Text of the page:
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US Open: Djokovic Beats Nadal (again) to Stay on Course for the Greatest Tennis Season Ever

By Periscope @periscopepost

US Open: Djokovic beats Nadal (again) to stay on course for the greatest tennis season ever

Novak Djokovic. Photo credit: Mirsasha

Novak Djokovic defeated Rafael Nadal 6-2, 6-4, 6-7 (3), 6-1 in last night’s scintillating US open final. The “mind-blowing” match lasted 4 hours and 10 minutes, leading The Los Angeles Times’s Bill Dwyer to compare it to a Shakespearean drama. Certainly, it was Djokovic who was master of the lines last night. “Decent club players watching had to marvel at how one rally could produce seven or eight shots that would be lifetime treasures for them”, he said. Yet the storyline of this particular play is getting a little repetitive for Nadal. He has now lost six matches in a row to the younger Serb, all of them in finals this year. What does Djokovic’s victory tell us about the balance of power in men’s tennis?

  • Greatest season ever? Djokovic’s victory extended his record for this year to 64 wins and just two defeats. Three major titles (all bar Roland Garros) have been captured in 2011 alone. Karen Crouse argued in The New York Times that the introduction of Djokovic to the pantheon of tennis’ all-time greats is no longer in question. Just one year ago, when Nadal beat Djokovic in the US open final to claim a career grand-slam of Majors, debate raged over whether the Spaniard or Federer should be labelled the “greatest player of all time”. Now, with Djokovic closing in on McEnroe’s 1984 record season of 82 wins to 3 losses, discussion has shifted to whether the Serb is in the midst of “the all time greatest season.”
  • Remarkable transformation. Unlike his two main competitors, Djokovic is neither beautiful to watch, nor muscular and stylish, according to Filip Bondy of The New York Daily News. “He bounces the ball way too often before serving and he peers up at the entourage in his box for approval sometimes like a fifth grader.” All the same, he’s quite a different player from the “whiny, unfit Djokovic we knew not many years ago, the one who would quit on himself when the tide ebbed.” In 2008, he let the partisan and raucous crowd at Flushing Meadows get under his skin in a match against Andy Roddick. Last night he kept his nerve in the face of similar cat-calling during points. It’s all about confidence and a positive attitude, said Djokovic. Come the semi-finals and finals of previous major tournaments he would wait for others to make mistakes; this year something “just clicked in my head … I’m going for it”.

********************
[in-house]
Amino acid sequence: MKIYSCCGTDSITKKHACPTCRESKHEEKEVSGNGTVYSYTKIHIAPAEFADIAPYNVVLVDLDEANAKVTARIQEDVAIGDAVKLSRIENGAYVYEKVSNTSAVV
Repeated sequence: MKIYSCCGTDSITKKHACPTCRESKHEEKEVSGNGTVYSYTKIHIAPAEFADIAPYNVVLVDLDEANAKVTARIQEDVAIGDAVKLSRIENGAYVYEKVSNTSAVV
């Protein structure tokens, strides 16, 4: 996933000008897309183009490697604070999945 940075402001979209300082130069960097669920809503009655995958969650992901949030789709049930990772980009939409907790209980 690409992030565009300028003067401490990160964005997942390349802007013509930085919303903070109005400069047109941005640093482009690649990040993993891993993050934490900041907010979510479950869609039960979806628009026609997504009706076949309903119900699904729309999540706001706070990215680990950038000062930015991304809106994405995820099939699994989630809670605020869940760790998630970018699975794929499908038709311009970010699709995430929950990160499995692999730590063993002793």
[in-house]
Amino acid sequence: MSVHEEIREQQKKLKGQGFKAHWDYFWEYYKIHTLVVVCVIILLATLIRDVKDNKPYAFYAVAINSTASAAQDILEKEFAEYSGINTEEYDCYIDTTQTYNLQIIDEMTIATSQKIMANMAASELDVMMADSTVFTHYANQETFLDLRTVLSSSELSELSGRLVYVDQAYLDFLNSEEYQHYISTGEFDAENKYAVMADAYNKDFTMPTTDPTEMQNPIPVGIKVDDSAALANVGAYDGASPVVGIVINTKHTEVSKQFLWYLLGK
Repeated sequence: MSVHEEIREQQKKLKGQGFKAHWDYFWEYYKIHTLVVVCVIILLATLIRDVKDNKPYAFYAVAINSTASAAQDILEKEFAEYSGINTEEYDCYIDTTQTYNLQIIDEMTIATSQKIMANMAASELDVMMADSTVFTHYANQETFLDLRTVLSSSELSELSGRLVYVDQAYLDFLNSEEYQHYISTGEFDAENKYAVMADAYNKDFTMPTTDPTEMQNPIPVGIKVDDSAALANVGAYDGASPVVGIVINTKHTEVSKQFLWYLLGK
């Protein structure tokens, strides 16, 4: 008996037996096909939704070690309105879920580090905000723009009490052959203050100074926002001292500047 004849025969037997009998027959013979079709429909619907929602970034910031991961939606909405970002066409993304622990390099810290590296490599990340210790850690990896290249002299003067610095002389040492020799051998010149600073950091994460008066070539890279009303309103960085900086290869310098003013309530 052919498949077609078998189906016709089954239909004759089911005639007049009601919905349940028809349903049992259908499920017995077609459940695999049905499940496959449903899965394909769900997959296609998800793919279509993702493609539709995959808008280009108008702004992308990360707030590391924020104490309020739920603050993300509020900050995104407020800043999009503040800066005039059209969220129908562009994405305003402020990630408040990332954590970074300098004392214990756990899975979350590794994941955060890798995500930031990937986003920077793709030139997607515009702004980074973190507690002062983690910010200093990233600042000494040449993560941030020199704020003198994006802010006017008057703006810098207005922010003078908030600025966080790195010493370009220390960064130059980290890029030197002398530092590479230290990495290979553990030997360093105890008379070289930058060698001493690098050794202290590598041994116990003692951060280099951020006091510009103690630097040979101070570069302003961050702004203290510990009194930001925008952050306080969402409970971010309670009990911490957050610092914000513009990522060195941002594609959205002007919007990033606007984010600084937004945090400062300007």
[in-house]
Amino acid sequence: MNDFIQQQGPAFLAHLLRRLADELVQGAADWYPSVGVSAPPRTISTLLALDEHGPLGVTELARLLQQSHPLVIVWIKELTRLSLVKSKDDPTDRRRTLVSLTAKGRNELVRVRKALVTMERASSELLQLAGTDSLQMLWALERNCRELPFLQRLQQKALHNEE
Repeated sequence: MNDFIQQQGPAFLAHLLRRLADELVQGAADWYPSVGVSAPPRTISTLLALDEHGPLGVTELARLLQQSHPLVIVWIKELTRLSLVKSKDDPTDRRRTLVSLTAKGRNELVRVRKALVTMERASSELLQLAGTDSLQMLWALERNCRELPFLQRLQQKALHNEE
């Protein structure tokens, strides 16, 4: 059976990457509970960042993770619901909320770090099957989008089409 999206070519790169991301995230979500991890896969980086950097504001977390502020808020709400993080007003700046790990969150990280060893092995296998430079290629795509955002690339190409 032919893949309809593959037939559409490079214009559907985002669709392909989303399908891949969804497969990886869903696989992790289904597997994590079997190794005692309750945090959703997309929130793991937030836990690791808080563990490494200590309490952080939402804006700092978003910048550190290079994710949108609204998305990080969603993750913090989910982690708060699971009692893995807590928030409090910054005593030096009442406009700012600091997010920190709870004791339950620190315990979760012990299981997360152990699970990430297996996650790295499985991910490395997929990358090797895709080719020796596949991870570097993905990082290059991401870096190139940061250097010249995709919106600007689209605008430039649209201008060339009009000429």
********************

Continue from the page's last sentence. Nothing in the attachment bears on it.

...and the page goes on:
• Trouble for Rafa. Rafael Nadal, who has showed Roger Federer how to win Grand Slam Finals in the past, showed him how to lose them last night. Prompted to speak of Djokovic’s medical break, and the day less he had to prepare for the match, he batted away all excuses. “We are starting the press conference in a bad way, I think,” he said. “Let’s talk about the match. It’s not the right moment to find excuses …I think he [Djokovic] did great, no?” Demonstrating a pettiness unworthy of his magisterial game, Federer had suggested that his loss to Djokovic in the semis was down to a “lucky shot at the end.” A “lucky shot” that John McEnroe described as one of the greatest of all time. Nadal faces a tough challenge getting over his Djokovic block, even his English turns troubled and fatalistic on the subject. Speaking at a pre-match conference he had said “This year, I have lost the last five matches against him. Five finals. This will be the sixth.” Jorge Castillo wrote in The New York Times that Rafa’s public acknowledgement of his inability to crack Djokovic’s game is rare in an “individual sport where mental fortitude is so important.”

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